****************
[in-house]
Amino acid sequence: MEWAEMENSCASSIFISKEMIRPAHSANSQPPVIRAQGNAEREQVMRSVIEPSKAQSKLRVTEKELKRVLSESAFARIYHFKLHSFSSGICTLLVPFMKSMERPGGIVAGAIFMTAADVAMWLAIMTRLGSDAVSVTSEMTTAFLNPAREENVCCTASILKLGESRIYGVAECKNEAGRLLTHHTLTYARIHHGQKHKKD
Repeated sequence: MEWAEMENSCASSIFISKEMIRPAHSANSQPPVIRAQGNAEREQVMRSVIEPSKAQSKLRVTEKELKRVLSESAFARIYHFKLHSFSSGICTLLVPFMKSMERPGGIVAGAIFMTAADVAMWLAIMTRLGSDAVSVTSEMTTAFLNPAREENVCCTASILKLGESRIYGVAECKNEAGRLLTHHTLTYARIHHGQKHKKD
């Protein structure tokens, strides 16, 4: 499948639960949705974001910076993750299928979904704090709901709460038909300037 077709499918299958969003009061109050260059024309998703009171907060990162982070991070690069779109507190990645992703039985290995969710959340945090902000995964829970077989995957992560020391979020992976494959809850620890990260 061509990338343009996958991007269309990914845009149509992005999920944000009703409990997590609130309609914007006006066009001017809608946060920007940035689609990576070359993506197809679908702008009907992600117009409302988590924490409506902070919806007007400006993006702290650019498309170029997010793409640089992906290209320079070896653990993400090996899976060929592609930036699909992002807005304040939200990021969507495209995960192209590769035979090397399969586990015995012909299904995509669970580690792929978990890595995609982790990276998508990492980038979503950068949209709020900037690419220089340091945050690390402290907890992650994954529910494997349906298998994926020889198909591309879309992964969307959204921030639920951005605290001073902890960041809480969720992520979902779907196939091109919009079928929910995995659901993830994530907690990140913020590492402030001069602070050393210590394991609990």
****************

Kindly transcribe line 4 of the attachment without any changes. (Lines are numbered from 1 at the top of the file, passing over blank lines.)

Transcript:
């Protein structure tokens, strides 16, 4: 499948639960949705974001910076993750299928979904704090709901709460038909300037 077709499918299958969003009061109050260059024309998703009171907060990162982070991070690069779109507190990645992703039985290995969710959340945090902000995964829970077989995957992560020391979020992976494959809850620890990260 061509990338343009996958991007269309990914845009149509992005999920944000009703409990997590609130309609914007006006066009001017809608946060920007940035689609990576070359993506197809679908702008009907992600117009409302988590924490409506902070919806007007400006993006702290650019498309170029997010793409640089992906290209320079070896653990993400090996899976060929592609930036699909992002807005304040939200990021969507495209995960192209590769035979090397399969586990015995012909299904995509669970580690792929978990890595995609982790990276998508990492980038979503950068949209709020900037690419220089340091945050690390402290907890992650994954529910494997349906298998994926020889198909591309879309992964969307959204921030639920951005605290001073902890960041809480969720992520979902779907196939091109919009079928929910995995659901993830994530907690990140913020590492402030001069602070050393210590394991609990």